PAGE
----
WFP Helps Farmers Facing Drought in Zimbabwe

Working in the field

Farai and her sister working in the fields in Neshuro Village. Photo © WFP/Tatenda Macheka

By Tatenda Macheka

FARAI  Maringi, a mother of eight looks up into the clear blue sky, her worst fears confirmed. There is no sight of rain. Neshuro village, like many other parts of Zimbabwe, is set to have below-average rainfall this season – an outcome which many are ascribing to the El Niño weather phenomenon.

This recurring global event means different things for different parts of the world but, for Zimbabwe and most of southern Africa, it is likely to result in lower-than-average rainfall over coming months. This is unwelcome news, coming as it does on top of a drought which this year caused one of the country’s worst harvests in living memory.

In response to the impact of climate change and weather-related shocks like El Niño on livelihoods and food security, WFP has partnered with the UN Food and Agriculture Organisation (FAO) and the Government of Zimbabwe on an innovative approach to reducing the impact of climate-related disasters, piloting a Food Security Climate Resilience Facility (FoodSECuRE) in Mwenezi district of central Zimbabwe.

 This season’s failed harvest and the prospect of yet more prolonged dry spells have farmers in Zimbabwe worried. All the more timely then was WFP’s decision choose Zimbabwe for the piloting of an innovative new approach to reducing the impact of climate-related disasters.

Based on weather forecasts, FoodSECuRE unlocks funds before disasters, but also ensures that funds are available between cycles of disasters, ensuring that reliable, multi-year funding is available to assist vulnerable people in building their resilience to the effects of climate change. The initiative is being piloted in five countries – Guatemala, Niger, Sudan, the Philippines and Zimbabwe.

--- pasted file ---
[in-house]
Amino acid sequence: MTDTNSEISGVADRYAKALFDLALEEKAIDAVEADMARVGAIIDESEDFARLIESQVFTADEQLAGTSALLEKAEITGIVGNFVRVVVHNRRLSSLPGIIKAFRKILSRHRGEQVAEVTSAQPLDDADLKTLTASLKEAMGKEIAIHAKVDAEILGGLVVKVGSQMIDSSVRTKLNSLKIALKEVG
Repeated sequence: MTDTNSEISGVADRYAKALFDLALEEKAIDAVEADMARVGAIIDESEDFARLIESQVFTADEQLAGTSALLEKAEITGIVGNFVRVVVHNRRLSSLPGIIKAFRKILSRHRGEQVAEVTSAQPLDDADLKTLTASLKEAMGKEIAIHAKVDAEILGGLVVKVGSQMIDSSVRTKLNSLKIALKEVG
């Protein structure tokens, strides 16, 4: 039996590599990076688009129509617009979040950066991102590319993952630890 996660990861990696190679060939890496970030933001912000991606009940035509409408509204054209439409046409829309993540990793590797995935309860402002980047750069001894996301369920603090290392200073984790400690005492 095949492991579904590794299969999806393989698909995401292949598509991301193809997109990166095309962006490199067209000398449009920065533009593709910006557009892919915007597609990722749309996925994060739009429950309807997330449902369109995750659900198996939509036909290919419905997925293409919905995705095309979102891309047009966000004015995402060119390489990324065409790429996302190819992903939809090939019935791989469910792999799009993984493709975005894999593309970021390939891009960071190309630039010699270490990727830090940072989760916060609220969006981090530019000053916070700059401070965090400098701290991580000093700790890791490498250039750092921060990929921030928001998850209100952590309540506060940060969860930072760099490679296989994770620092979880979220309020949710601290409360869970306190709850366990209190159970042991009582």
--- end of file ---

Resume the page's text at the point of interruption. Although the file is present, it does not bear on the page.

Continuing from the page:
In Zimbabwe, funds have been released through FoodSECuRE to support the training of farmers like Farai to grow drought-resistant crops and to change their agricultural practices to conserve both soil and water so that, even if the harvest is bad, people will still have food on the table.

With support from the Ministry of Agriculture and the Mwenezi Development Training Centre, WFP and FAO have provided training in Farai’s village to 50 lead farmers on ‘climate-smart’ agriculture, including the use of fertilizers and drought-tolerant small grains such as sorghum.

The farmers have also been provided with agricultural packs consisting of seeds and fertilizers, and have been trained in business practice, marketing strategies, value addition and record keeping.

“With this training we received from WFP through FoodSECuRE, it should be possible to harvest enough even when there is limited rain,” says Farai.

The idea is that the 50 lead farmers will pass on the lessons they have learned to other farmers, allowing the benefits of FoodSECuRE to reach a total of 500 farmers in Mwenezi.

Analysis has shown that such forecast-based systems can save money, reducing the cost of humanitarian response to weather-related disasters by up to 50 percent.

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